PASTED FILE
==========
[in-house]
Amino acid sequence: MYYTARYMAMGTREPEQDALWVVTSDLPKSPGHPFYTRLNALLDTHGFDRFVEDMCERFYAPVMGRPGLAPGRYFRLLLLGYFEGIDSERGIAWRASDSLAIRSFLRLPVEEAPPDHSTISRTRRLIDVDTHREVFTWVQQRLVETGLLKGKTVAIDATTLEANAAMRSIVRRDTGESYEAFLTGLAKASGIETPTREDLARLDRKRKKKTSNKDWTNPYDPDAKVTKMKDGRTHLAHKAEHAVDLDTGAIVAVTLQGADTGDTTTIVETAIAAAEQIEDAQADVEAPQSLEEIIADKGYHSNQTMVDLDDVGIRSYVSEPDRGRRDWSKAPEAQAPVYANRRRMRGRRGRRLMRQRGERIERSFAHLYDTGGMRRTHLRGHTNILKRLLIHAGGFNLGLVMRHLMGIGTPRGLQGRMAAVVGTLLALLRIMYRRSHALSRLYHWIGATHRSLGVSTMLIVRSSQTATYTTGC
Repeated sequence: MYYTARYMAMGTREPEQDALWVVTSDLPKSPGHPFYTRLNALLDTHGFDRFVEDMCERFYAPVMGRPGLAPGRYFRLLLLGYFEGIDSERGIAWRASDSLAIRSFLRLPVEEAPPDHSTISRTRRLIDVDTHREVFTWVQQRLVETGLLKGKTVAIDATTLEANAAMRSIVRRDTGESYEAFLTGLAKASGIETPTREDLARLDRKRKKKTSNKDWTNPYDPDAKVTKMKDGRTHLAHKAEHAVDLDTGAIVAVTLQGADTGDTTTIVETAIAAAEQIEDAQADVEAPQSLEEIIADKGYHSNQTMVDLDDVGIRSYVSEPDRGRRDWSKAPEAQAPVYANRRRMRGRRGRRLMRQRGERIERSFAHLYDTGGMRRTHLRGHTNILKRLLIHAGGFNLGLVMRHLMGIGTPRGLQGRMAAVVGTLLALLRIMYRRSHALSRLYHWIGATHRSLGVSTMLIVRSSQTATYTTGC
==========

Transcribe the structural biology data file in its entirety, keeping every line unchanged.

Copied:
[in-house]
Amino acid sequence: MYYTARYMAMGTREPEQDALWVVTSDLPKSPGHPFYTRLNALLDTHGFDRFVEDMCERFYAPVMGRPGLAPGRYFRLLLLGYFEGIDSERGIAWRASDSLAIRSFLRLPVEEAPPDHSTISRTRRLIDVDTHREVFTWVQQRLVETGLLKGKTVAIDATTLEANAAMRSIVRRDTGESYEAFLTGLAKASGIETPTREDLARLDRKRKKKTSNKDWTNPYDPDAKVTKMKDGRTHLAHKAEHAVDLDTGAIVAVTLQGADTGDTTTIVETAIAAAEQIEDAQADVEAPQSLEEIIADKGYHSNQTMVDLDDVGIRSYVSEPDRGRRDWSKAPEAQAPVYANRRRMRGRRGRRLMRQRGERIERSFAHLYDTGGMRRTHLRGHTNILKRLLIHAGGFNLGLVMRHLMGIGTPRGLQGRMAAVVGTLLALLRIMYRRSHALSRLYHWIGATHRSLGVSTMLIVRSSQTATYTTGC
Repeated sequence: MYYTARYMAMGTREPEQDALWVVTSDLPKSPGHPFYTRLNALLDTHGFDRFVEDMCERFYAPVMGRPGLAPGRYFRLLLLGYFEGIDSERGIAWRASDSLAIRSFLRLPVEEAPPDHSTISRTRRLIDVDTHREVFTWVQQRLVETGLLKGKTVAIDATTLEANAAMRSIVRRDTGESYEAFLTGLAKASGIETPTREDLARLDRKRKKKTSNKDWTNPYDPDAKVTKMKDGRTHLAHKAEHAVDLDTGAIVAVTLQGADTGDTTTIVETAIAAAEQIEDAQADVEAPQSLEEIIADKGYHSNQTMVDLDDVGIRSYVSEPDRGRRDWSKAPEAQAPVYANRRRMRGRRGRRLMRQRGERIERSFAHLYDTGGMRRTHLRGHTNILKRLLIHAGGFNLGLVMRHLMGIGTPRGLQGRMAAVVGTLLALLRIMYRRSHALSRLYHWIGATHRSLGVSTMLIVRSSQTATYTTGC